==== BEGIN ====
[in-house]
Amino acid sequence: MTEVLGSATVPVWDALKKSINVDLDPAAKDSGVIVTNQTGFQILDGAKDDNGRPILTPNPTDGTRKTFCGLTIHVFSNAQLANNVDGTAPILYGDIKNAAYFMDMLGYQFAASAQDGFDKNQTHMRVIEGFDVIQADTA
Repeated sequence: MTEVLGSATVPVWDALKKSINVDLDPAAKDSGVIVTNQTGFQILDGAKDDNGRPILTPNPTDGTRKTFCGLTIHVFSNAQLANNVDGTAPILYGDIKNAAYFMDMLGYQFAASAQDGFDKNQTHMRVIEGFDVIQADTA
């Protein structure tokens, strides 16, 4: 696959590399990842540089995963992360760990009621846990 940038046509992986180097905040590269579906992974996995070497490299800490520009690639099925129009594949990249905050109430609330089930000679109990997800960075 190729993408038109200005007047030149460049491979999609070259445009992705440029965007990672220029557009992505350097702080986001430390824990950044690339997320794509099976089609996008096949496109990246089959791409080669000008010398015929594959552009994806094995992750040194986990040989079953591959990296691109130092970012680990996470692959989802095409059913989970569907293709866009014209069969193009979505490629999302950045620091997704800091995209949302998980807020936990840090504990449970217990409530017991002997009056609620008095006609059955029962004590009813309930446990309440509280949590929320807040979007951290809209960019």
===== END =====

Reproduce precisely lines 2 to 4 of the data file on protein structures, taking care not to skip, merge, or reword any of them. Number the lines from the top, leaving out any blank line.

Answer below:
Amino acid sequence: MTEVLGSATVPVWDALKKSINVDLDPAAKDSGVIVTNQTGFQILDGAKDDNGRPILTPNPTDGTRKTFCGLTIHVFSNAQLANNVDGTAPILYGDIKNAAYFMDMLGYQFAASAQDGFDKNQTHMRVIEGFDVIQADTA
Repeated sequence: MTEVLGSATVPVWDALKKSINVDLDPAAKDSGVIVTNQTGFQILDGAKDDNGRPILTPNPTDGTRKTFCGLTIHVFSNAQLANNVDGTAPILYGDIKNAAYFMDMLGYQFAASAQDGFDKNQTHMRVIEGFDVIQADTA
């Protein structure tokens, strides 16, 4: 696959590399990842540089995963992360760990009621846990 940038046509992986180097905040590269579906992974996995070497490299800490520009690639099925129009594949990249905050109430609330089930000679109990997800960075 190729993408038109200005007047030149460049491979999609070259445009992705440029965007990672220029557009992505350097702080986001430390824990950044690339997320794509099976089609996008096949496109990246089959791409080669000008010398015929594959552009994806094995992750040194986990040989079953591959990296691109130092970012680990996470692959989802095409059913989970569907293709866009014209069969193009979505490629999302950045620091997704800091995209949302998980807020936990840090504990449970217990409530017991002997009056609620008095006609059955029962004590009813309930446990309440509280949590929320807040979007951290809209960019």